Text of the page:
Last Friday was one of those days in the stock market that makes headlines. As we are writing this on Monday morning, it appears that today will be similar. On Friday the overall U.S. indices moved lower by about 3% with the Dow Jones Industrial Average down 530 points. The index is now around 10% below its high in May.
IWe understand this is concerning. During the past six years every correction immediately brings to mind the pain of the bear market we experienced in 2008 and 2009. However, no two corrections are the same. This year we talked about expecting a 10% correction sometime in 2015, depending on how the markets react to higher interest rates. It does not appear that this recent market volatility is directly linked to interest rates, but volatility has certainly returned to the markets. Sometimes it doesn’t feel very good to be right about market activity.
There are a few questions that seem to be on clients’ minds:
What is causing this correction?
The short answer is that growth in China is slowing and energy markets have corrected. China slowing equates to global economic growth slowing down because they have been the biggest contributor to global growth.
The longer answer is that it has been about four years since the market experienced a 10% correction. U.S. stocks are fully valued, meaning that prices are on the higher side but they do not appear overvalued. When stock values are high, evidence of slowing growth can create a significant market reaction. A market selloff can also prompt more selling as individuals emotionally react. Selling begets selling. However, after a few decent years in the market we see this as a fairly normal correction.
How bad is this going to get? / Are we in a bear market?
No one knows. However, we do not anticipate this becoming a full-blown bear market. Things could get worse, but the things that have led to strong market performance and an improving U.S. economy are still in place. Interest rates are still very low, capital is still cheap and U.S. companies still have more cash on hand than ever in history. In addition, our economy continues to show steady improvement and lower energy prices are in general good for the long-term health of our economy. Consumers and corporations will save money that they have been using for gas or other forms of energy and will be able to redeploy that cash to other spending.
We believe this pullback may look like the correction from 2011. That pullback was almost 20% top to bottom and was driven by concerns in Europe, the downgrade of U.S. government bonds and a looming government shutdown. As those fears subsided, markets quickly regained half their losses and 2012, 2013 and 2014 all ended up being good years for U.S. stocks.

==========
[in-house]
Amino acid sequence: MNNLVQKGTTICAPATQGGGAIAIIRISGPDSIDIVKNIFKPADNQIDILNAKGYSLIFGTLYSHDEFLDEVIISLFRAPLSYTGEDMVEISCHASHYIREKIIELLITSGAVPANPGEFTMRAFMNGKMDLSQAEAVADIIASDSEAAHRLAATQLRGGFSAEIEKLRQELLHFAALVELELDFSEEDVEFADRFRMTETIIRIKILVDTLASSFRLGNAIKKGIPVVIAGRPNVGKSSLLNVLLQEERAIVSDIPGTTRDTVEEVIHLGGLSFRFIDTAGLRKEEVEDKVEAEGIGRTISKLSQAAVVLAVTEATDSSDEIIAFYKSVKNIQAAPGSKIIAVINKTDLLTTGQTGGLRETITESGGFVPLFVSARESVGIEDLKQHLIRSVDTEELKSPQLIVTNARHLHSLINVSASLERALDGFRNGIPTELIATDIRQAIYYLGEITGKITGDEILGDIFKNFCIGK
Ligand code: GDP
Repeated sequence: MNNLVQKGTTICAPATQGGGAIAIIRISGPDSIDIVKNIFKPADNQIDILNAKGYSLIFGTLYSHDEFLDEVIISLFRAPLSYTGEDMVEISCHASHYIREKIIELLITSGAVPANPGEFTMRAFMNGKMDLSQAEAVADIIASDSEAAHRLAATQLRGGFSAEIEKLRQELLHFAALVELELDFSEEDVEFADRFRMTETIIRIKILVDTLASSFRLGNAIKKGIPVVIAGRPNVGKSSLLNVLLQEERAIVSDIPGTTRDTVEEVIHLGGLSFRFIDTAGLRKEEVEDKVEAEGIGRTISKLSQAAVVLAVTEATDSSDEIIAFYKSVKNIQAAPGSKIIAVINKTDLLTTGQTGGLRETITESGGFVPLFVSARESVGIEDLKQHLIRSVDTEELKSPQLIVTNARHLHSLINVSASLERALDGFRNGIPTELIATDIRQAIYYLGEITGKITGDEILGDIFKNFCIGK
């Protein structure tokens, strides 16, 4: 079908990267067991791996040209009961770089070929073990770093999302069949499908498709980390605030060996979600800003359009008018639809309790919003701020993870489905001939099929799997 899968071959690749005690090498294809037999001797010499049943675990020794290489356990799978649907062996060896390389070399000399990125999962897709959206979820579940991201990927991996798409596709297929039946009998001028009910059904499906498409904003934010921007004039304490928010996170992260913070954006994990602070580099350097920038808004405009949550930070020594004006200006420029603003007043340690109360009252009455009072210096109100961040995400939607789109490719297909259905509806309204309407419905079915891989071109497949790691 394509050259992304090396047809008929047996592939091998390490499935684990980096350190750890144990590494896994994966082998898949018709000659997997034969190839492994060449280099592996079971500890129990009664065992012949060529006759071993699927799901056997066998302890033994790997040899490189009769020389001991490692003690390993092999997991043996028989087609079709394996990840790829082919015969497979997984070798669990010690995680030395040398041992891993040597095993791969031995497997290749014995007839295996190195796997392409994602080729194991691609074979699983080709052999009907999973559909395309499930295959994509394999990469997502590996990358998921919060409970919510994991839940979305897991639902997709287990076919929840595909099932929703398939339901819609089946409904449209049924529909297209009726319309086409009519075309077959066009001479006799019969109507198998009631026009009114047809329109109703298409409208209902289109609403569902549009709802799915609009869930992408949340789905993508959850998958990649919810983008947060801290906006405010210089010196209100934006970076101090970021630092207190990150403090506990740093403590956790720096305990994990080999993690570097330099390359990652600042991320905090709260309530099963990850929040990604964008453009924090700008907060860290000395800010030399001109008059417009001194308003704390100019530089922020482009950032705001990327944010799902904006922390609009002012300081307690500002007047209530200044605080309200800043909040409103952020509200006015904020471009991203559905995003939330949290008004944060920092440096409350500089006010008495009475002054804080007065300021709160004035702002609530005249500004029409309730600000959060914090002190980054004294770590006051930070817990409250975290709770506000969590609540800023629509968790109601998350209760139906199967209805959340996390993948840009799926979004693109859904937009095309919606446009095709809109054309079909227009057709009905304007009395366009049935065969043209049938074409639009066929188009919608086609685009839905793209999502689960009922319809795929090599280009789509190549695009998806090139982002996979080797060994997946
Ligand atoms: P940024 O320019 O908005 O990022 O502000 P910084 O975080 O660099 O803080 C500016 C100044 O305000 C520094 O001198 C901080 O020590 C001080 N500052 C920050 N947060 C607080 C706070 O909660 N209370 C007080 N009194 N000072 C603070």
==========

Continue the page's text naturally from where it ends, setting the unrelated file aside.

Another thing to keep in mind is that if you are going to invest for the next 20 years, you may see another 10 corrections of this magnitude. In fact the average decline inside one year is over 14%. Corrections are a normal part of the market. They never feel good and no one likes them, but volatility is the price we pay as investors. In exchange, we receive returns that have historically been compelling over long periods of time.
What should we be doing?
Our defined risk approach triggered selling of international stocks on Thursday and U.S. stocks on Friday last week in our managed accounts. We will look to re-enter stocks once volatility subsides and the market price trades above its trailing 200-day average. This is a simple risk aversion process designed to limit exceptionally large losses, not to be confused with a market timing process seeking to make money on declines. We are also looking to harvest some losses in taxable accounts.
We will take advantage of opportunities created by this turmoil. Some energy and technology companies may become excellent buys and we are making adjustments to the bond side as well.
Bottom Line: We know that this is a challenging market environment. Monday August 24th, 2015, may set records as a difficult day. We will keep you informed as to what we see and think about this difficult market.Feel free to contact us if you have questions or would like to discuss your specific portfolio.
We appreciate the continued confidence and the opportunity to serve you & your family.
The views are those of Lyn Adams and should not be construed as investment advice. Registered representative offering securities and advisory services through Cetera Advisor Networks, LLC, Member FINRA / SIPC. Past performance is no guarantee of future results. Investments in securities are not FDIC insured, and may lose value. All information contained herein gathered from sources deemed to be reliable. For more complete information, please see your official statement. It is important that you do not use e-mail to instruct any Cetera Advisor Networks representative/agent to authorize or effect any transaction involving a security, commodity, or insurance product.
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